My wife and I have already discussed moving all of our planned lifetime charitable donations into the next eight weeks(!), in order to get the tax benefit of making deductible contributions to a DAF.  Next year and every year after, there would be no tax incentive for charitable giving, or at the very least a lot less benefit because your first $24k of giving each year would not be tax deductible.


FIREchiefsr

  • 5 O'Clock Shadow
  • *
  • Posts: 87
Re: Republican Tax Plan 2017
« Reply #95 on: November 02, 2017, 09:45:29 PM »
It seems like anything will fly if it comes down to 'party lines', but national debt is real and it's never going to be a better time to turn the Titanic around, or at least symbolically balance the budget.  Continuing the metaphor, it's like Cpt. Trump is steering us toward the iceberg because, hey, we're the Titanic baby!  Turn up the music and break out the bubbly :)

Didn't you see the movie?  IIRC, the first class passengers had no problem finding space in the life boats.  Of course, unlike the movie, I don't see this Captain going down with the ship.
I am not a lawyer, accountant or financial advisor. Any advice or suggestions that I may provide shall be considered for entertainment purposes only.

TVRodriguez

  • Bristles
  • ***
  • Posts: 251
Re: Republican Tax Plan 2017
« Reply #96 on: November 02, 2017, 10:01:30 PM »
I would like to see the estate tax repeal removed however.  I think keeping the estate tax but indexing for inflation would be appropriate.

Under current law, the estate tax is already indexed for inflation and affects a tiny number of people.

The idea of removing the step up is an administrative nightmare.

alexpkeaton

  • Stubble
  • **
  • Posts: 154
  • Age: 38
  • Location: NYC
Re: Republican Tax Plan 2017
« Reply #97 on: November 02, 2017, 10:20:48 PM »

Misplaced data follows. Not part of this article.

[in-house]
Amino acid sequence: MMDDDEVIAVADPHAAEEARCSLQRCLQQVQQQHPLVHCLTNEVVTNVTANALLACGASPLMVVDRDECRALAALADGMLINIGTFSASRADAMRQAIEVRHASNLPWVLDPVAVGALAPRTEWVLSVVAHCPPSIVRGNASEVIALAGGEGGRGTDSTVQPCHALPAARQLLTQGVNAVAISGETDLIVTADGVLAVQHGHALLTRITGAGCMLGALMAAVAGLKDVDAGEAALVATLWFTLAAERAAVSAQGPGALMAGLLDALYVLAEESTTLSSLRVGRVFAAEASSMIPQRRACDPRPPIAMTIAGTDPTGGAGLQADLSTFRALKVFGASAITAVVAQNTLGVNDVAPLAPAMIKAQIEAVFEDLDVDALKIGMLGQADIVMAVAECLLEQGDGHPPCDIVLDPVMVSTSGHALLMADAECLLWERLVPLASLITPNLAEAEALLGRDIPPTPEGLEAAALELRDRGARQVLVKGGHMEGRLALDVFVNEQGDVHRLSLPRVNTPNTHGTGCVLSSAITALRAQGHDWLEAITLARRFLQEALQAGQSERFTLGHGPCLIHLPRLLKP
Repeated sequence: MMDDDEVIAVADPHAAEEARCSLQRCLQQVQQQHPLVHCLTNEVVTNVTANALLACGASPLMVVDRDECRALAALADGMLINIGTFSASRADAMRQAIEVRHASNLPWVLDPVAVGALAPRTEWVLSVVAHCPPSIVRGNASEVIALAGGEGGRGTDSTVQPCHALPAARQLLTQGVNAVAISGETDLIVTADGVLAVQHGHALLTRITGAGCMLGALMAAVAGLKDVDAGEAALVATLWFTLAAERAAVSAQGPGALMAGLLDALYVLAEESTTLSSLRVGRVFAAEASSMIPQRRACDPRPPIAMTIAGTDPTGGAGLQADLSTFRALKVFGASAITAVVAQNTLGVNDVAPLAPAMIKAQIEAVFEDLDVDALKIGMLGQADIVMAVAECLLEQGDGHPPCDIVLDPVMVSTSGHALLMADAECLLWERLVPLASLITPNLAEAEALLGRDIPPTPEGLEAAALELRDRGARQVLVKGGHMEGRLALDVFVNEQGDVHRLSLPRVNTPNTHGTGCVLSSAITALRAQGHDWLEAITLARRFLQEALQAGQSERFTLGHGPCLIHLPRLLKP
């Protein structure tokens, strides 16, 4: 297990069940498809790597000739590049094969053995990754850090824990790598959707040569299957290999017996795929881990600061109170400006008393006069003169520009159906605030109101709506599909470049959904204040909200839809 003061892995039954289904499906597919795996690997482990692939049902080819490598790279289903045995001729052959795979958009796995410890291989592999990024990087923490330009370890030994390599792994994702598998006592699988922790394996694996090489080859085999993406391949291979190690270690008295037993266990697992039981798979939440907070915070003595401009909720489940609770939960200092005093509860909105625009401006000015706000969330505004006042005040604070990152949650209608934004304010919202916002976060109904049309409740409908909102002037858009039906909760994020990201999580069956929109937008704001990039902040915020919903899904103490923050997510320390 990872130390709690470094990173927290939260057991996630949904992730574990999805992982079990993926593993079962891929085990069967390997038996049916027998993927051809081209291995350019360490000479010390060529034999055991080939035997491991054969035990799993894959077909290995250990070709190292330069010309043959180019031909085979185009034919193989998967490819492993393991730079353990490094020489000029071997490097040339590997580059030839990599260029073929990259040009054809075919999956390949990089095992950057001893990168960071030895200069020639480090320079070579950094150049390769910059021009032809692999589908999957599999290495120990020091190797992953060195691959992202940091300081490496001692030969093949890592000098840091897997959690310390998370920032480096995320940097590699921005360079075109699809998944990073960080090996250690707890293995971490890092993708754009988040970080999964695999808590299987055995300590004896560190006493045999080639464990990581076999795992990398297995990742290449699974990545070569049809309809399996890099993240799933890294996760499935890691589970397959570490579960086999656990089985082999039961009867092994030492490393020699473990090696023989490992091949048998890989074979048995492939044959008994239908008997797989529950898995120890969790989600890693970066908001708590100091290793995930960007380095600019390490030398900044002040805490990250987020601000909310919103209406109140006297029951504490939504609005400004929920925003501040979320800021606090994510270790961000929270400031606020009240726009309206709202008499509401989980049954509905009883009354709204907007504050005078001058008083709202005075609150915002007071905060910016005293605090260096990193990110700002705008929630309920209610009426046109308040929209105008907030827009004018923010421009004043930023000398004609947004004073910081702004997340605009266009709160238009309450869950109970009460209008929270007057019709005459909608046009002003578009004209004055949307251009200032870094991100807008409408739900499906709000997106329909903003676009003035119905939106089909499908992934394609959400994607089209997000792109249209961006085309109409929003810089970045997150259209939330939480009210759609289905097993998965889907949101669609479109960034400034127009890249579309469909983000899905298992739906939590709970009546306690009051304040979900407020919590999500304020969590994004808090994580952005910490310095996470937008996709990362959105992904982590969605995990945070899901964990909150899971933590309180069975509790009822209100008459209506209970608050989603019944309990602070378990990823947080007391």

Haven't run the numbers yet, but seems like it'll be "meh". Yeah, we get hosed in the Northeast by losing SALT deductions, except those huge SALT deductions subject high-earners like myself to AMT which disallows the SALT deductions anyway. (Or phases them out? I forget.) So I'll still have a huge tax bill, but perhaps a simpler one. Really not even sure if it'll be worth it to itemize anymore, whereas before I easily blew past the standard deduction a few times over.
« Last Edit: November 02, 2017, 10:22:43 PM by alexpkeaton »

Daisy

  • Handlebar Stache
  • *****
  • Posts: 1642
Re: Republican Tax Plan 2017
« Reply #98 on: November 02, 2017, 10:26:36 PM »
d) If this passes by mid December, I would expect major charities (especially DAFs) to be flooded with donations.  I wouldn't wait until December to open that DAF, as the custodians are swamped at year end even during "normal" years.  I wish they had changed it so that QCD's could be used to fund DAFs.

My wife and I have already discussed moving all of our planned lifetime charitable donations into the next eight weeks(!), in order to get the tax benefit of making deductible contributions to a DAF.  Next year and every year after, there would be no tax incentive for charitable giving, or at the very least a lot less benefit because your first $24k of giving each year would not be tax deductible.

I may go this route too. I don't know quite enough about Donor Advised Funds. The little I read, it made it seem like Vanguard would choose the charities the money goes to? This can't be right. I only skimmed over it during my last working days a month ago and now that I am FIREd I should look at this before the end of the year.

It would be a good time for me to do it this year as well, as I have more taxable income this year due to working most of the year, rather than the next few years while FIREd. I could get a big tax break on this for this year.

Can someone give a quick tutorial on DAFs? I thought it would work that I would put money in a DAF and then I could choose which charities the money would go to.

maizeman

  • Handlebar Stache
  • *****
  • Posts: 1648
  • Location: The World of Tomorrow
Re: Republican Tax Plan 2017
« Reply #99 on: November 02, 2017, 10:34:56 PM »
(and God forbid if the dead guy didn't keep perfect records of when everything was bought and you can't prove the original basis).

I've always assumed this was the reason for the basis step-up on death, rather than representing any form of intentional tax break.
"It’s a selective retirement," Richard explained, "a retirement from boring s**t."

My source code & my journal